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Bird population trends are linearly affected by climate change along species thermal ranges

  • Frederic Jiguet
  • Vincent Devictor
  • Richard Ottvall
  • Chris Van Turnhout
  • Henk Van der Jeugd
  • Åke Lindström
Publishing year: 2010
Language: English
Pages: 3601-3608
Publication/Series: Royal Society of London. Proceedings B. Biological Sciences
Volume: 277
Issue: 1700
Document type: Journal article
Publisher: Royal Society

Abstract english

Beyond the effects of temperature increase on local population trends and on species distribution shifts, how populations of a given species are affected by climate change along a species range is still unclear. We tested whether and how species responses to climate change are related to the populations locations within the species thermal range. We compared the average 20 year growth rates of 62 terrestrial breeding birds in three European countries along the latitudinal gradient of the species ranges. After controlling for factors already reported to affect bird population trends (habitat specialization, migration distance and body mass), we found that populations breeding close to the species thermal maximum have lower growth rates than those in other parts of the thermal range, while those breeding close to the species thermal minimum have higher growth rates. These results were maintained even after having controlled for the effect of latitude per se. Therefore, the results cannot solely be explained by latitudinal clines linked to the geographical structure in local spring warming. Indeed, we found that populations are not just responding to changes in temperature at the hottest and coolest parts of the species range, but that they show a linear graded response across their European thermal range. We thus provide insights into how populations respond to climate changes. We suggest that projections of future species distributions, and also management options and conservation assessments, cannot be based on the assumption of a uniform response to climate change across a species range or at range edges only.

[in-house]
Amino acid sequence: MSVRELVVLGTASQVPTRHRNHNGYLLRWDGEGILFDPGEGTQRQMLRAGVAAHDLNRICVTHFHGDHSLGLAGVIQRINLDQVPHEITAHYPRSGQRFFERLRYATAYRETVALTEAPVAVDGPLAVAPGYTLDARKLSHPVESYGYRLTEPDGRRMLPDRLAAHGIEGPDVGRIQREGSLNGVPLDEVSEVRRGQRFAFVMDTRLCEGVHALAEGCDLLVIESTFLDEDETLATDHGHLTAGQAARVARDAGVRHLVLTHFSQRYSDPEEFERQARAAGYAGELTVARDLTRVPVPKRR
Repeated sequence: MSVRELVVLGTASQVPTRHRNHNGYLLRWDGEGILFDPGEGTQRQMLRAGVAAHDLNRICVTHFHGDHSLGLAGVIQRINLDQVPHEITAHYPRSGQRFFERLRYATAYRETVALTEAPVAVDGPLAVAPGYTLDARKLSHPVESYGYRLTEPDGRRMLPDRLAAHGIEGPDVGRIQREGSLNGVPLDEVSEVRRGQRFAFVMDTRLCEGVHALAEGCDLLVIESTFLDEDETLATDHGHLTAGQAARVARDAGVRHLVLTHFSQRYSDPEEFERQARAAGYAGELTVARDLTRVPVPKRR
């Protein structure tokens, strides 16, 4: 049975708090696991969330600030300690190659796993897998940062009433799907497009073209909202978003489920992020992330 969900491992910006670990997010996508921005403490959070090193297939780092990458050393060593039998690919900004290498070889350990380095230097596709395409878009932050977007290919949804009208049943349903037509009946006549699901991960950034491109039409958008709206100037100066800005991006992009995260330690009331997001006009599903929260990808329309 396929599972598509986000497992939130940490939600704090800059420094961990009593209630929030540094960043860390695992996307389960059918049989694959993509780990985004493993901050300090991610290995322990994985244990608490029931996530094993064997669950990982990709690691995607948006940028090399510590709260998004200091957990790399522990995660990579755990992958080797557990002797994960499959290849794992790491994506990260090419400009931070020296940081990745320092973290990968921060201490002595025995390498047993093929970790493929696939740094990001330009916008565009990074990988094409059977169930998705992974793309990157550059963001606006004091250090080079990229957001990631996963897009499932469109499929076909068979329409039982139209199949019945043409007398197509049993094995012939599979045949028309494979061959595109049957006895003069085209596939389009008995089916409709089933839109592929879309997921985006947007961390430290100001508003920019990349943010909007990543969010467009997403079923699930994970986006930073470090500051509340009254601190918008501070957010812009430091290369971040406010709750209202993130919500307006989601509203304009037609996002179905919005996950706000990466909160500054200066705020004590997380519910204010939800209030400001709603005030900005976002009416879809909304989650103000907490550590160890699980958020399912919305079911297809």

• Ecology
  • niche
  • climatic
  • climate warming
  • biological traits
  • breeding bird monitoring
  • population growth rate
  • thermal maximum


  • CAnMove
  • BECC
  • ISSN: 1471-2954
Åke Lindström
E-mail: ake [dot] lindstrom [at] biol [dot] lu [dot] se



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